Mr. Jenkins: To ask the Secretary of State for Education and Skills how many three and four-year-olds in (a) Staffordshire and (b) Tamworth constituency are receiving (i) 12.5 , (ii) 15 and (iii) 20 hours a week free early-years education. 
All four-year-olds have been entitled to a free early education place since 1998 and from April 2004 this entitlement was extended to all three-year-olds. The free entitlement consists of a minimum of five two and a half hour sessions per week for 33 weeks of the year for six terms before statutory school age, which is the term following their fifth birthday.
Figures for January 2005 show that all four-year-old children receive some form of free entitlement. The figure for three-year-olds is 96 per cent. This covers all maintained, private, voluntary and independent providers and represents 535,100 three-year-olds and 568,300 four-year-olds.
In January 2005 in Staffordshire local authority there were 6,700 free nursery places taken up by three-year-old children. The equivalent figure for four year olds was 8,400. Information for private and voluntary providers is not currently available for Tamworth constituency in 2005.
The latest figures on early education places for three and four-year-olds in England were published in Statistical First Release 43/2005 Provision for children under five years of age in EnglandJanuary 2005 (final)" in September, which is available on my Department's website http://www.dfes.gov.uk/rsgateway/DB/SFR/s000604/index.shtml.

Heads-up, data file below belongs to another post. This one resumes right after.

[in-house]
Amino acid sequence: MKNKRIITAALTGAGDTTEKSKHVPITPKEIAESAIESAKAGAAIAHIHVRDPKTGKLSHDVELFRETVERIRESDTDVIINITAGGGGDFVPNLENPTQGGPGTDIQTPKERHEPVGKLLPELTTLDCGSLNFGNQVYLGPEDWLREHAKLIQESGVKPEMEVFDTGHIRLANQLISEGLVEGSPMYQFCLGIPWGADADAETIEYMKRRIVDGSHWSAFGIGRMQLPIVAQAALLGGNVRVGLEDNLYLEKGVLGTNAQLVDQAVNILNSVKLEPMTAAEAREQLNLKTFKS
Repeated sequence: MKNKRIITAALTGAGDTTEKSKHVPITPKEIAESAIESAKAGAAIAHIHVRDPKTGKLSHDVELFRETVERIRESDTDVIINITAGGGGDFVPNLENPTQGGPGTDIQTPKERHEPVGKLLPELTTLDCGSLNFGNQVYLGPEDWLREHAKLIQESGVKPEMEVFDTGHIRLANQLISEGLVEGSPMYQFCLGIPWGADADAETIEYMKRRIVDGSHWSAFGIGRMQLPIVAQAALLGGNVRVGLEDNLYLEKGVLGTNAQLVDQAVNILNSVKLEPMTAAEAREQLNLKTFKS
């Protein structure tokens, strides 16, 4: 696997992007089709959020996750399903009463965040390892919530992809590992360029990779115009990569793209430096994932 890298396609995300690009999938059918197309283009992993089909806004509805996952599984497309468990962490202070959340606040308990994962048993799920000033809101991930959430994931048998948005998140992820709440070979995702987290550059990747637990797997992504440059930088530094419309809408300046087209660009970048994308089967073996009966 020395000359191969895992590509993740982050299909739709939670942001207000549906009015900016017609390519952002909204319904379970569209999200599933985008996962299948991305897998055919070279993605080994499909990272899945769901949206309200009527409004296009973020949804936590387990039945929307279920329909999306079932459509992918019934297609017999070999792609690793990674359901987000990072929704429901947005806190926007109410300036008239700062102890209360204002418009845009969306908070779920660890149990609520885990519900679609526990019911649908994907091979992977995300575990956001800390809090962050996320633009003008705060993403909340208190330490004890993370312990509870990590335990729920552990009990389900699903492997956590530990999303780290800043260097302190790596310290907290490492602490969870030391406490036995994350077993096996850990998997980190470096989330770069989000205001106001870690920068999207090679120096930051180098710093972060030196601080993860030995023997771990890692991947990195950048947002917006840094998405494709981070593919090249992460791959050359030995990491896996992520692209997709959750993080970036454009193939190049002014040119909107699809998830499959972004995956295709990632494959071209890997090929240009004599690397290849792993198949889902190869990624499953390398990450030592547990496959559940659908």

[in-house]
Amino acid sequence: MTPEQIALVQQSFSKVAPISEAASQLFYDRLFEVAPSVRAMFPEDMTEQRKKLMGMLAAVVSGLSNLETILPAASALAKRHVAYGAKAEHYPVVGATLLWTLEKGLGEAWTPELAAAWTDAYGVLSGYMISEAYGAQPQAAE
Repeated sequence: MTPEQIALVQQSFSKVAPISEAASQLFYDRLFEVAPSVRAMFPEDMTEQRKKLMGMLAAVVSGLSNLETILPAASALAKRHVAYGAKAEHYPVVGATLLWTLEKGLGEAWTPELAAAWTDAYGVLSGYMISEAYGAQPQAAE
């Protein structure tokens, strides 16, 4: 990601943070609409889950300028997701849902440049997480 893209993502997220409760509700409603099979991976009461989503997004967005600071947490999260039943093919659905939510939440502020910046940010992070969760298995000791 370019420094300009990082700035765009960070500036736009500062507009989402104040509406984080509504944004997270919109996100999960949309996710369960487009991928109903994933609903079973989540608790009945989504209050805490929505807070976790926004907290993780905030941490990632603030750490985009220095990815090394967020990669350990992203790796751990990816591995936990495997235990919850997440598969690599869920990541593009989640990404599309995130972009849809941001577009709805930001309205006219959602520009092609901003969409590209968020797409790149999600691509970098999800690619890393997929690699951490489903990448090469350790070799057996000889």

Mr. Gibb: To ask the Secretary of State for Education and Skills pursuant to the answer of 11 October 2005, Official Report, column 457W, on the Youth Matters Green Paper, if she will list the companies that have expressed an interest in working with the Government to develop the entitlement card scheme proposed in the Youth Matters Green Paper since 6 October. 
Since 6 October 2005, Axcess, Validate UK and y-gen Ltd. have expressed an interest in working with the Department for Education and Skills to develop the Youth Opportunity Card scheme proposed in Youth Matters.
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Maria Eagle: We are analysing the tremendous response to the consultation, including over 19,000 questionnaires completed by young people, and expect to publish the Government response and next steps in early 2006.
Jim Knight: My right hon. Friend the Secretary of State and other DEFRA Ministers make every effort to attend public events reflecting the full range of DEFRA's wide ranging responsibilities. Attendance at the West Midland agriculture show will be given every consideration as part of this process.
Colin Challen: To ask the Secretary of State for Environment, Food and Rural Affairs when she expects that the site of the Berkeley nuclear power station will be returned to green field status. 
The Nuclear Decommissioning Authority (NDA) assumed responsibility for the decommissioning and clean up of the UK's civil nuclear legacy on 1 April 2005. The NDA has set out its plans for the decommissioning and clean up of its sites including the proposed closure dates of its fleet of Magnox power stations in its draft strategy. The NDA will seek the views of stakeholders on the site end state and when this should be achieved. The NDA's draft strategy assumes that Berkeley nuclear power station will be returned to green field status by 2083, however, the NDA has been consulting on the possibility of accelerated reactor decommissioning in respect of its Magnox sites. Further details are available in the strategy which can be found at www.nda.gov.uk